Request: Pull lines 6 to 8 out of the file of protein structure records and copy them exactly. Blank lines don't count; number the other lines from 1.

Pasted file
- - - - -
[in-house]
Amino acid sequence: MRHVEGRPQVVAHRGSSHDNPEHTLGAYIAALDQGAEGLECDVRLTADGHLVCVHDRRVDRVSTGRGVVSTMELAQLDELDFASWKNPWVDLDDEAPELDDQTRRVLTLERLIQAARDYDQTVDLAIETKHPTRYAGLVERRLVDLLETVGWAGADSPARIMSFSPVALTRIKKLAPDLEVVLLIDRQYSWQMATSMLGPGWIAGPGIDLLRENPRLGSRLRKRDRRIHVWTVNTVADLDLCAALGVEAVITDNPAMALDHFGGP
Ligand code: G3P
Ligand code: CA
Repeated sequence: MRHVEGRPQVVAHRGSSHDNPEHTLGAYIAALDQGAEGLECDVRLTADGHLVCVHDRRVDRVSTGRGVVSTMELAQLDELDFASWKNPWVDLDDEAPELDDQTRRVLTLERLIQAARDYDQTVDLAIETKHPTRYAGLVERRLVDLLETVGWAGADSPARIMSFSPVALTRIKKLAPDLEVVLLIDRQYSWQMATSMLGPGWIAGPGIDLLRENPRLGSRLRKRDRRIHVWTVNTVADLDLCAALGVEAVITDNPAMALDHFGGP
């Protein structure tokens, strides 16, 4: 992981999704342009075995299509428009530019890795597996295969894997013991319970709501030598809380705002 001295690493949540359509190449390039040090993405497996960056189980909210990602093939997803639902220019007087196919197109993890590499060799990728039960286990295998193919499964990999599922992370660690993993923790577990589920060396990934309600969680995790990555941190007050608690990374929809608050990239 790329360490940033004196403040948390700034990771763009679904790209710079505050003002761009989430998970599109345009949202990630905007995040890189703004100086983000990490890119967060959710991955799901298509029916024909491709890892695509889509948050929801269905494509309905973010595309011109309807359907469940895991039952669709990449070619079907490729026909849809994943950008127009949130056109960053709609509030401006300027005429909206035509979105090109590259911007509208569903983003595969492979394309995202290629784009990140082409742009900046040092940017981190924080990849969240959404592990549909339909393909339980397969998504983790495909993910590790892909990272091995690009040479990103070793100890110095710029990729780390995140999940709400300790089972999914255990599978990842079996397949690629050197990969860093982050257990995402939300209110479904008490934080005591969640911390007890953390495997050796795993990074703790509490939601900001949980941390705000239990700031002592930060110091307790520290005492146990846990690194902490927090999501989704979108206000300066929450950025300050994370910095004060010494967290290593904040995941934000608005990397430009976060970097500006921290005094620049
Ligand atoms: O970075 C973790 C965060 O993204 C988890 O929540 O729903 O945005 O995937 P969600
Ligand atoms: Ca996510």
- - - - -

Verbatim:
């Protein structure tokens, strides 16, 4: 992981999704342009075995299509428009530019890795597996295969894997013991319970709501030598809380705002 001295690493949540359509190449390039040090993405497996960056189980909210990602093939997803639902220019007087196919197109993890590499060799990728039960286990295998193919499964990999599922992370660690993993923790577990589920060396990934309600969680995790990555941190007050608690990374929809608050990239 790329360490940033004196403040948390700034990771763009679904790209710079505050003002761009989430998970599109345009949202990630905007995040890189703004100086983000990490890119967060959710991955799901298509029916024909491709890892695509889509948050929801269905494509309905973010595309011109309807359907469940895991039952669709990449070619079907490729026909849809994943950008127009949130056109960053709609509030401006300027005429909206035509979105090109590259911007509208569903983003595969492979394309995202290629784009990140082409742009900046040092940017981190924080990849969240959404592990549909339909393909339980397969998504983790495909993910590790892909990272091995690009040479990103070793100890110095710029990729780390995140999940709400300790089972999914255990599978990842079996397949690629050197990969860093982050257990995402939300209110479904008490934080005591969640911390007890953390495997050796795993990074703790509490939601900001949980941390705000239990700031002592930060110091307790520290005492146990846990690194902490927090999501989704979108206000300066929450950025300050994370910095004060010494967290290593904040995941934000608005990397430009976060970097500006921290005094620049
Ligand atoms: O970075 C973790 C965060 O993204 C988890 O929540 O729903 O945005 O995937 P969600
Ligand atoms: Ca996510």